Human immune-deficiency virus (HIV) is a negative-stranded RNA virus that infects human CD4+ T cells leading to replication and cell death. Although infection is incurable, anti-retroviral treatment (ART) can control infection and partially restore the host's CD4+ T cells Despite this success, the virus persists at low levels within lymph nodes suggesting a host reservoir located in the follicular region. More specifically, viral RNA is identified not-only witin CD4 T cells but in follicles and strikingly co-localizes with follicular dendritic cells (FDC). How virus is retained for extensive periods in humans by FDC is not known. FDC are stromal derived and they are required for formation and maintenance of the B cell follicles and for recruitment of CD4+ T follicular helper cells (TFH), the primary target cell of HIV. Recently, we reported that FDC take-up immune complexes via the CD21 receptor and periodically cycle the complexes to the cell surface. Our central hypothesis is that HIV is retained by a similar pathway as immune complexes and that the infectious virus periodically cycles to the FDC surface where it can infect TFH. We will test this hypothesis in the following three aims:
AIM 1. Test the hypothesis that FDC (human and non-human primate) endocytose complement-opsonized lentivirus via CD21 and periodically cycle viral complex to the surface.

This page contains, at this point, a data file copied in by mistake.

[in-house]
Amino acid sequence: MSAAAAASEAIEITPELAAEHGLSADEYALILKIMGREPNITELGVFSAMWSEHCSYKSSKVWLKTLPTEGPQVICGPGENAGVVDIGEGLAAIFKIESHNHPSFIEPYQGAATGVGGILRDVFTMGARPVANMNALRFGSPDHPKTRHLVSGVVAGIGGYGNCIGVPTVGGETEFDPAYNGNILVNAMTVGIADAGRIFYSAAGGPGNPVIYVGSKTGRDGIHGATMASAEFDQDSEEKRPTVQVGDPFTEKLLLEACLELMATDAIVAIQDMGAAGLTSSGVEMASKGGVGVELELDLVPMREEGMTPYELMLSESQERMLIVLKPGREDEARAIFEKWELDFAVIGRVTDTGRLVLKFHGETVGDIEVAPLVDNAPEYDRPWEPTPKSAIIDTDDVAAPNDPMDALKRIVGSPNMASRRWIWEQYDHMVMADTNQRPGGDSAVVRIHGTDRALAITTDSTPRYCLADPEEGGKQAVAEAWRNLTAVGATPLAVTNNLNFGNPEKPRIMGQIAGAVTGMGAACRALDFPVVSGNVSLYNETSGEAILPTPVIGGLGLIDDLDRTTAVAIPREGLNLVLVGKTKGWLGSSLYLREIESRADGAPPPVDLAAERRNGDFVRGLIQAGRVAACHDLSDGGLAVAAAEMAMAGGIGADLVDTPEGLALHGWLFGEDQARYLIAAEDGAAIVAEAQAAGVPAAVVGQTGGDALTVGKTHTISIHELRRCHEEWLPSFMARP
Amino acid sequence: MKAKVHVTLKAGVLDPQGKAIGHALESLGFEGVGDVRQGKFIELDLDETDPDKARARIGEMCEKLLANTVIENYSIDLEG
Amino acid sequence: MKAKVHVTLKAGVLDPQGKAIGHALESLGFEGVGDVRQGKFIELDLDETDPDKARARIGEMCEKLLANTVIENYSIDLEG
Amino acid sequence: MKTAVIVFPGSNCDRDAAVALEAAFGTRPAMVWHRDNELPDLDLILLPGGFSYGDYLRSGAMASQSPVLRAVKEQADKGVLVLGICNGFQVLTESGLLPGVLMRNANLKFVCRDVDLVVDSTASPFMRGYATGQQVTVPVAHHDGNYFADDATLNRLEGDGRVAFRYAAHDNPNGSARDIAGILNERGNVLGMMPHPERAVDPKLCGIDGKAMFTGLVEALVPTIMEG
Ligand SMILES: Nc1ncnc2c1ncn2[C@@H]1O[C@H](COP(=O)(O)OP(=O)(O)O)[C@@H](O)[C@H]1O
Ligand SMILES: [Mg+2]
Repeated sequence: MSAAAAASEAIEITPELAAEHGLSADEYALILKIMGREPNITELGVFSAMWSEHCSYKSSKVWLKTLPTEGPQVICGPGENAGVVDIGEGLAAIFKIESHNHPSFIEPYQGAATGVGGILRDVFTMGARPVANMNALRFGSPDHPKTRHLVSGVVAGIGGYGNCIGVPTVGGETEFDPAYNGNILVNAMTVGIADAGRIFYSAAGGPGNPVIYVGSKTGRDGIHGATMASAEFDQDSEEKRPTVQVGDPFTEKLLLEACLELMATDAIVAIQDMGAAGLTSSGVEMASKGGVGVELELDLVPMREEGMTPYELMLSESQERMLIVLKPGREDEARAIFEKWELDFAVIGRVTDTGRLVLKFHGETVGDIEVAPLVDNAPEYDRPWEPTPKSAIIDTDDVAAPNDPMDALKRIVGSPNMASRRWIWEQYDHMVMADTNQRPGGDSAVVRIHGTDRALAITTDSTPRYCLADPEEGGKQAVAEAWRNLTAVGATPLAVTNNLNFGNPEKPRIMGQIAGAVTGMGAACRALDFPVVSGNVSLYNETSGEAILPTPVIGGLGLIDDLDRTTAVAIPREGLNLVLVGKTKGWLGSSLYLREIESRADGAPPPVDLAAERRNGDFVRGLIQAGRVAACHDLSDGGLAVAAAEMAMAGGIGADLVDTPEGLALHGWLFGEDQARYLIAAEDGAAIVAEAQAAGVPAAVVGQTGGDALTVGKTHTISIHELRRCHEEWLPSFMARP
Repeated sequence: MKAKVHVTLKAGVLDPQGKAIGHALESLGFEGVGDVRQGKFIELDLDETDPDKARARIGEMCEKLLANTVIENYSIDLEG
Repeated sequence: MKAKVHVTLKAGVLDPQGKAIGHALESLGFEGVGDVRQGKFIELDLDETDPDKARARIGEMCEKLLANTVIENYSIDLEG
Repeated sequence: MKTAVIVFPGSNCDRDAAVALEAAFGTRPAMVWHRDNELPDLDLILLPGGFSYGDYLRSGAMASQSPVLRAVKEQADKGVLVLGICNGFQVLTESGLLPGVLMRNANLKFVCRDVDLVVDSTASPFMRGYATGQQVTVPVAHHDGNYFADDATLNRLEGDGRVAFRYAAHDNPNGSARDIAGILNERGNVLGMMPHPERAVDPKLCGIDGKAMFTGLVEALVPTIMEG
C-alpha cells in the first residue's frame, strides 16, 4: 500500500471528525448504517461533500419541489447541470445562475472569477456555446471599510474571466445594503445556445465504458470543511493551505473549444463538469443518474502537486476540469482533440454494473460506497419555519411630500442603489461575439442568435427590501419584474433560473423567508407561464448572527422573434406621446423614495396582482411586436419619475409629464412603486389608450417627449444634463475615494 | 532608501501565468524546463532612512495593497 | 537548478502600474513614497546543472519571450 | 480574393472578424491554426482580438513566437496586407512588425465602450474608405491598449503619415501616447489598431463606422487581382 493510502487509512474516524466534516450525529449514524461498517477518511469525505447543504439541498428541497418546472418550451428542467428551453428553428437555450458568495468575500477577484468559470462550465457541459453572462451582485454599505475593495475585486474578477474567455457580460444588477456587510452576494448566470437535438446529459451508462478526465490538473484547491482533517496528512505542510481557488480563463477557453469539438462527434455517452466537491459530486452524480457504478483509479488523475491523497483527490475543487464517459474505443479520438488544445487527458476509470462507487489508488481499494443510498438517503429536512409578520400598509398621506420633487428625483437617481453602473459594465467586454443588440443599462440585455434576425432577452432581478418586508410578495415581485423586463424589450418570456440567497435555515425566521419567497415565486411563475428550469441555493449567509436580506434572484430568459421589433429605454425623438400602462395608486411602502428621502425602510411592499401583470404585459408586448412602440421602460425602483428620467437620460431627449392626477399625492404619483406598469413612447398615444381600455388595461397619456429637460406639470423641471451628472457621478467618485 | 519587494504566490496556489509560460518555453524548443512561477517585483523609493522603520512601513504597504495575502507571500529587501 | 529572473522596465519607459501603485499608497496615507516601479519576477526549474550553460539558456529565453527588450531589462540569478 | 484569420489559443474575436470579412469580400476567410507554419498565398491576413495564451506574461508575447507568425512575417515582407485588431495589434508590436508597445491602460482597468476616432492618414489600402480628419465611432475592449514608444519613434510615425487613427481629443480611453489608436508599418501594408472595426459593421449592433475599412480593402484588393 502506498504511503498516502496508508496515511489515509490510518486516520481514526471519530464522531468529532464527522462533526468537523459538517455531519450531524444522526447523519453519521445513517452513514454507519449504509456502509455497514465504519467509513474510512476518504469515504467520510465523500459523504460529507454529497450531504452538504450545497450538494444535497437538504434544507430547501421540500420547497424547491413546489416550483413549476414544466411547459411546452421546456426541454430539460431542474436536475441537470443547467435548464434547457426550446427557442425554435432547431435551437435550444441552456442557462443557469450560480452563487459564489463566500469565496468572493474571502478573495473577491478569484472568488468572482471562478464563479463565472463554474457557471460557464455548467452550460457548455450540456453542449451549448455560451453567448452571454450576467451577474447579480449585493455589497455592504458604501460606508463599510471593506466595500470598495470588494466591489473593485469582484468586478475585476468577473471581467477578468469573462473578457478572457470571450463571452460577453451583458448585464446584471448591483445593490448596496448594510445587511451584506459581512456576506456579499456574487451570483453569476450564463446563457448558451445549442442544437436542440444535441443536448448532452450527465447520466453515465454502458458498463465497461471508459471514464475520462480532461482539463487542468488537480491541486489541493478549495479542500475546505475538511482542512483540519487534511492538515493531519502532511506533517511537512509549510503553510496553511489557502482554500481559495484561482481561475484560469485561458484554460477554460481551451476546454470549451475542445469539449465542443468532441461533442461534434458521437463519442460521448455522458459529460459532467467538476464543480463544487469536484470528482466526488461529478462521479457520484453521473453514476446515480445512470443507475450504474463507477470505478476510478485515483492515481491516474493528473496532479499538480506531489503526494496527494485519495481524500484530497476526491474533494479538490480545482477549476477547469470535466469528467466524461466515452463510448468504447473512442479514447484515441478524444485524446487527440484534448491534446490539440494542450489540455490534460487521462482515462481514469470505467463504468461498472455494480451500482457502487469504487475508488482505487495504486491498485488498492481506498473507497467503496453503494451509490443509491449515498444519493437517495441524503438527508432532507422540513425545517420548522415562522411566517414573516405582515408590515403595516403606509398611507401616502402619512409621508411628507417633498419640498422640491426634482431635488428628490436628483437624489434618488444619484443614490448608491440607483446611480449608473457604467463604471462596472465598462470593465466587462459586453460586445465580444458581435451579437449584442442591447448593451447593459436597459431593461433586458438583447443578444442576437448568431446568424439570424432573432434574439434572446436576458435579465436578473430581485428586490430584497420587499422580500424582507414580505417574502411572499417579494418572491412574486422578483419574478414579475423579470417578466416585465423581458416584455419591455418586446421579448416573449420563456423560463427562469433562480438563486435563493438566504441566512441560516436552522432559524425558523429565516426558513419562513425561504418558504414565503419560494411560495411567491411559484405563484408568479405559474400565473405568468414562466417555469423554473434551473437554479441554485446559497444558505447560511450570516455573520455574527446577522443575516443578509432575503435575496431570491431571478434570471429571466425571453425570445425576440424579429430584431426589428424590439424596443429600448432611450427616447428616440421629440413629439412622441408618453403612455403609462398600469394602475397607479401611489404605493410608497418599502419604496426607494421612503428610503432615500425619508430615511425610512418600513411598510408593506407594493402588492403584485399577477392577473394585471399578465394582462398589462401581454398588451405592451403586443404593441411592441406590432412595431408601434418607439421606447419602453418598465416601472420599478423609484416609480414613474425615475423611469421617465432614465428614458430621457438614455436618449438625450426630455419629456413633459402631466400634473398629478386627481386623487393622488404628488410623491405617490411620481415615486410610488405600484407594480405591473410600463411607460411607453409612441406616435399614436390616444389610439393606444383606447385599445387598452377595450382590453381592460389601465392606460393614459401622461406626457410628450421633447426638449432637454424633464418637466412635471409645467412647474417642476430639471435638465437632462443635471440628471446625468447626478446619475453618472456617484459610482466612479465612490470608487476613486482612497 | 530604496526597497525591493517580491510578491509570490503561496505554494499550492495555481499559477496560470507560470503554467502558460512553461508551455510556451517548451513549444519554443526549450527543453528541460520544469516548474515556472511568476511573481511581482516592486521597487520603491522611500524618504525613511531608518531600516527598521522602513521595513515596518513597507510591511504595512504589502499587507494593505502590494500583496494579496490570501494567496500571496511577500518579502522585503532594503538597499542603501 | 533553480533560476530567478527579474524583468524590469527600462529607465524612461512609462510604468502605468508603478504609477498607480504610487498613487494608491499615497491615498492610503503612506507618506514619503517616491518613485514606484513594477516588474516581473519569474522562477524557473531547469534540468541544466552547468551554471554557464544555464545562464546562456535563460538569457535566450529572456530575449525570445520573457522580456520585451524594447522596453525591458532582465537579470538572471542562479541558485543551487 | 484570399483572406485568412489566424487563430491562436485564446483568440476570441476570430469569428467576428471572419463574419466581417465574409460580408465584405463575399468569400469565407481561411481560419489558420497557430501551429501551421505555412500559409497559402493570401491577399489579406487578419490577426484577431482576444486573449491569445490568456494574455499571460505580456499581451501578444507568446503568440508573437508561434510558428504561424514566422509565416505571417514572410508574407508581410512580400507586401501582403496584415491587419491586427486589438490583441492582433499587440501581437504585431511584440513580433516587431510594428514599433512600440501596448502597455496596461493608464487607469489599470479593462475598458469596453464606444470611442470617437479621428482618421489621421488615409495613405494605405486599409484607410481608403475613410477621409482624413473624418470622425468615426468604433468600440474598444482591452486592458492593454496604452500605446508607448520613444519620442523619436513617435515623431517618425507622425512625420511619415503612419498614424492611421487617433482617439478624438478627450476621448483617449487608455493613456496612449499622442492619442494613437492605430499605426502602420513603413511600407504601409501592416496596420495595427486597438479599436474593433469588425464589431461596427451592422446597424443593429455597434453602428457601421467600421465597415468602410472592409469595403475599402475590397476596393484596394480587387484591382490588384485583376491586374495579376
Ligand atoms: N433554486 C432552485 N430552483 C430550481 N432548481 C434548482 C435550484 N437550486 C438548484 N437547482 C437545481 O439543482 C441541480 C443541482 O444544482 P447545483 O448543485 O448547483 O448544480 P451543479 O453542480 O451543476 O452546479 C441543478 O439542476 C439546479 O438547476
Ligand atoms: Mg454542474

AIM 2. Test hypothesis that FDC isolated from infected individuals transmit infectious virus to CD4+ T cells in vitro and infection can be blocked with a decoy human CD21 receptor.
AIM 3. Test efficacy of soluble human CD21 receptor in blockade of SIV retention by FDC and naive B cells in non-human primates. Milestones: The focus for years 1 &2 (R21 period) is on Aims 1 &2. The first major milestone is to identify retention of HIV virus by FDC isolated from humans infected with the virus. The second major milestone is the finding that treatment of HIV-infected FDC with a soluble CD21-Ig fusion protein blocks transmission of the virus to non-infected human CD4 T cells in vitro. The third major milestone is that finding that FDC isolated from SIV -infected non-human primates also retain virus and that treatment with sCD21-Ig blocks its transmission to monkey T cells.
Aim 3 will be initiated as the R33 Section of the grant if approved by NIAID for years 3-5. The fourth major milestone is demonstration that blockade of C3d-ligand binding to CD21 receptor on FDC and B cells disrupts retention of SIV by FDC in vivo.

Public Health Relevance

Human immune deficiency virus (HIV) is a life threatening viral disease of the immune system for which there is no cure. While drug treatment can reduce viral burden and increase survival of CD4 T cells, the virus persists in the host through a reservoir. We propose follicular dendritic cells within lymph node follicles retain infectious viru where it can infect CD4 T cells as they traffic into the follicles. We will use a novel therapeutic approach to displace or strip the virus from the FDC to reduce infection in human FDC in vitro and in non- human primates infected with a simian immune deficiency virus.

National Institute of Health (NIH)
National Institute of Allergy and Infectious Diseases (NIAID)
Exploratory/Developmental Grants (R21)
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Special Emphasis Panel (ZRG1-AARR-K (51))
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Sharma, Opendra K
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Children's Hospital Boston
United States
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